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Capitals happy with Game 6 win but can't afford to let up

Ready for 'challenge' of Game 7, know Penguins 'aren't going to go away'

by Tom Gulitti @TomGulittiNHL / Staff Writer

PITTSBURGH -- The cheers and applause inside the visitors locker room at PPG Paints Arena on Monday were audible in the hallway outside, but by the time the doors were opened to the media, the Washington Capitals' postgame celebration was over, their focus back on business.


[RELATED: Complete Penguins vs. Capitals series coverage | Burakovsky thrives on Capitals' top line in Game 6 vs. Penguins]


There was reason for the Capitals to be happy after their 5-2 win against the Pittsburgh Penguins in Game 6 of the Eastern Conference Second Round. Other than a late loss of focus that permitted the Penguins to score two 4-on-4 goals that made the final score closer than the game had been played, the Capitals had put together their best effort of the Stanley Cup Playoffs.

They came to Pittsburgh determined not to have their season end in the same place it did last season. Now that they've done that in resounding fashion and forced a Game 7 in Washington on Wednesday (7:30 p.m. ET; NBCSN, CBC, TVA Sports), they can't afford to let up.

"There's a lot of work to be done," right wing T.J. Oshie said. "We've said it before: These guys aren't going to go away. We're going to have to be better. We're going to have to push them out. That's going to be a tough task, but I think it's something that we have the right guys and we have the right mentality right now to do that.

"So we're looking forward to the challenge in Game 7."

Video: WSH@PIT, Gm6: Oshie finishes tic-tac-toe PPG

After losing 3-2 in Game 4 here last Wednesday when the Penguins were missing captain Sidney Crosby because of a concussion, the Capitals trailed 3-1 in the best-of-7 series and were on the verge of another disappointing spring when they failed to meet postseason expectations. The talk of how Washington hasn't advanced past the second round since 1998 was louder than ever.

And despite being outplayed for much of the first four games by the Presidents' Trophy winners, the Penguins appeared unstoppable and well on their way toward defending the Stanley Cup championship they won last season.

Trailing 2-1 entering the third period of Game 5 on Saturday, with Crosby back in the Penguins lineup, the Capitals were 20 minutes away from a long offseason of potentially seismic changes throughout the organization. That's when they pulled together and played their best period of the series, scoring three straight goals to pull out a 4-2 victory.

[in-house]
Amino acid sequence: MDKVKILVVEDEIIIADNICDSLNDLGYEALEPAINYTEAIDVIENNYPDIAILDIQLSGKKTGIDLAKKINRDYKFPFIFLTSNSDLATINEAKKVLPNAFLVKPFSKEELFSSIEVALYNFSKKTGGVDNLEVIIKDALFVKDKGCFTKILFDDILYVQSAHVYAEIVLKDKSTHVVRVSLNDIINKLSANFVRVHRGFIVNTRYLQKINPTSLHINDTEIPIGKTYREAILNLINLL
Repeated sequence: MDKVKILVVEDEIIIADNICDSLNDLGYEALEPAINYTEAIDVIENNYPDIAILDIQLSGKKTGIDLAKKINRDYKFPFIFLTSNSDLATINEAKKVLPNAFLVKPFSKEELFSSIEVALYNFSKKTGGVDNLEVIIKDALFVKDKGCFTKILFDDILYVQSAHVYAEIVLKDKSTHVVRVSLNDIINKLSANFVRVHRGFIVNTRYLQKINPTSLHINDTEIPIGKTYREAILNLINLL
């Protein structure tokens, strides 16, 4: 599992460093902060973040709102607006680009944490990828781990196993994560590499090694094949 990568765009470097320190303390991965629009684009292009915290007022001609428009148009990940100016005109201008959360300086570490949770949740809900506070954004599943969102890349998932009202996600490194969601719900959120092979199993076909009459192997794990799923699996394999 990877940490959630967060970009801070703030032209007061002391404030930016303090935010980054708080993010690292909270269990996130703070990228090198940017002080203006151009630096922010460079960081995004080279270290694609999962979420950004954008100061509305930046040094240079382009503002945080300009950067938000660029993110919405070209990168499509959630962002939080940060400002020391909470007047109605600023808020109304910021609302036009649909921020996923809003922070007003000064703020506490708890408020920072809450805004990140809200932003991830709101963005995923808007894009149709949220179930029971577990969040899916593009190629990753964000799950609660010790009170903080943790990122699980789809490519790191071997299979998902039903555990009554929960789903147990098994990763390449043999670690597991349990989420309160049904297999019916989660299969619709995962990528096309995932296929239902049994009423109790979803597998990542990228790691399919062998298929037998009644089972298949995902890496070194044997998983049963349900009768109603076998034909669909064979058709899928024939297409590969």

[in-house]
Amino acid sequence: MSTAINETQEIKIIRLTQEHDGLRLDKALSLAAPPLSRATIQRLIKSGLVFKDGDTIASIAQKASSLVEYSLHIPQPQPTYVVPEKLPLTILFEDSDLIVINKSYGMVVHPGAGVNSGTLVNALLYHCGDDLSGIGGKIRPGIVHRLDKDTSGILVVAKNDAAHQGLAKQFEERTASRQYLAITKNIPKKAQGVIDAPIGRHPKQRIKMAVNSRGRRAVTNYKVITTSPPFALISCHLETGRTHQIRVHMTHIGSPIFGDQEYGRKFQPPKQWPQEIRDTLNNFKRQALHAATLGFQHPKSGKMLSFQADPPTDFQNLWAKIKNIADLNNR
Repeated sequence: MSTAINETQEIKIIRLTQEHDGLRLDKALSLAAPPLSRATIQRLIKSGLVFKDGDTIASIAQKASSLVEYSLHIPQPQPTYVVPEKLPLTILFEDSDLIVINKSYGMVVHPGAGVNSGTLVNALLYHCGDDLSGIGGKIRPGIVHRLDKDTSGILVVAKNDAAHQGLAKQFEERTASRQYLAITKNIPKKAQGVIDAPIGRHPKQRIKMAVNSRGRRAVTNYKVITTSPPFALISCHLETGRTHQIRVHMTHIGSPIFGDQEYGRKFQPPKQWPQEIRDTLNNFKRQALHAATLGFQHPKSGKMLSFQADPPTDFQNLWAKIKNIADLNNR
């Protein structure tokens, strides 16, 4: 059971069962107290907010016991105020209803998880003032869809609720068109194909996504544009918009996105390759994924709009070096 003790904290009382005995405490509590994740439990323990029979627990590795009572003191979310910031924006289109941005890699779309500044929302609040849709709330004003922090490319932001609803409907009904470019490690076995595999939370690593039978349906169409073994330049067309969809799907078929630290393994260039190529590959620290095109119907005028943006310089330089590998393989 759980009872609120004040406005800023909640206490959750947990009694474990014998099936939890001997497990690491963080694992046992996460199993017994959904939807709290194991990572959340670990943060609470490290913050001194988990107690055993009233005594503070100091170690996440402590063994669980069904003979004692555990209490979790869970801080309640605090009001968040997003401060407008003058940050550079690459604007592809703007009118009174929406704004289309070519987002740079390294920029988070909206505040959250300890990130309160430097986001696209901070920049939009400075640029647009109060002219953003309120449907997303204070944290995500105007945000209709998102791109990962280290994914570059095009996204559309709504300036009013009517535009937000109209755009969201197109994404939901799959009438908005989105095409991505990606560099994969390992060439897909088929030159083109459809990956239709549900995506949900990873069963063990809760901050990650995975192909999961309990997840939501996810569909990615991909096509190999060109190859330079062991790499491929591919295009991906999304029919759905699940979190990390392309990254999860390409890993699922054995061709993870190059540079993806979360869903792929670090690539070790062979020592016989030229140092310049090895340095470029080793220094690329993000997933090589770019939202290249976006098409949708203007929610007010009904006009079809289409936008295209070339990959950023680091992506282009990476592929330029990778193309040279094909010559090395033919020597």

That carried over into Monday. With the memory of their 4-3 overtime loss to the Penguins in Game 6 here a year ago fresh in their minds, the Capitals made sure there would be no repeat of that.

They outshot Pittsburgh 11-3 in a dominant first period and led 1-0 on Oshie's power-play goal at 12:41. Andre Burakovsky made it 2-0 6:36 into the second by stealing the puck from Penguins defenseman Ron Hainsey along the left-wing boards, driving to the net, and banking a shot in off goaltender Marc-Andre Fleury.

Video: WSH@PIT, Gm6: Burakovsky scores two off turnovers

The outcome remained in doubt with the Capitals up by two goals after two periods, but they made sure not to give the Penguins life in the third. Nicklas Backstrom scored on a 2-on-1 16 seconds into the period to make it 3-0. Then John Carlson (power-play goal at 11:17) and Burakovsky (12:29) scored 1:12 apart to make it 5-0 and send many of the Penguins fans toward the exits.

"If you look at the games, even if it was 3-1 to them, I thought we actually played better than the results," Backstrom said. "We just kept going. I think the difference in the last two games is maybe we capitalized on the chances too and really made sure we stayed on them too."

Coach Barry Trotz has talked all season about how the Capitals' resilience makes this team different than those that disappointed in the playoffs before it. Until the past two games, it was unclear whether Trotz really believed that or was trying to convince himself and his players of it.

"We took a deep breath and kind of regrouped ourselves and said, 'Let's go after them in Game 5,'" defenseman Matt Niskanen said. "It took until the third period in Game 5 to get going and get rewarded for it. That was one of those moments I think we could have just wilted and even in Game 5 we could have easily just packed it in and said, 'Man, this ain't going well.'

"We just kept playing and kept playing, and here we are. We've got a chance to beat them in seven."

Video: WSH@PIT, Gm6: Carlson buries a one-timer for PPG

Niskanen also pointed to another turning point. It came when Trotz asked captain Alex Ovechkin to drop from the first line to the third for Game 5.

Ovechkin, the most prolific goal-scorer of his generation, never questioned it. As he did with other requests Trotz made of him this season, such as reducing his ice time, Ovechkin accepted his role and went out and scored a goal in Game 5.

"I absolutely loved it," Niskanen said. "I loved that he didn't take it personal. This time of year, sometimes you have to just check your ego and work harder. In Game 5, he skated his butt off, ran into people, he was a bull in a china shop again and got rewarded with a goal. His attitude hasn't changed. He wants to win and wants to come here and make a difference. That's not easy to do for a proud player that's been a top, top player in this league for a long time.

"He checked his ego and that was that."

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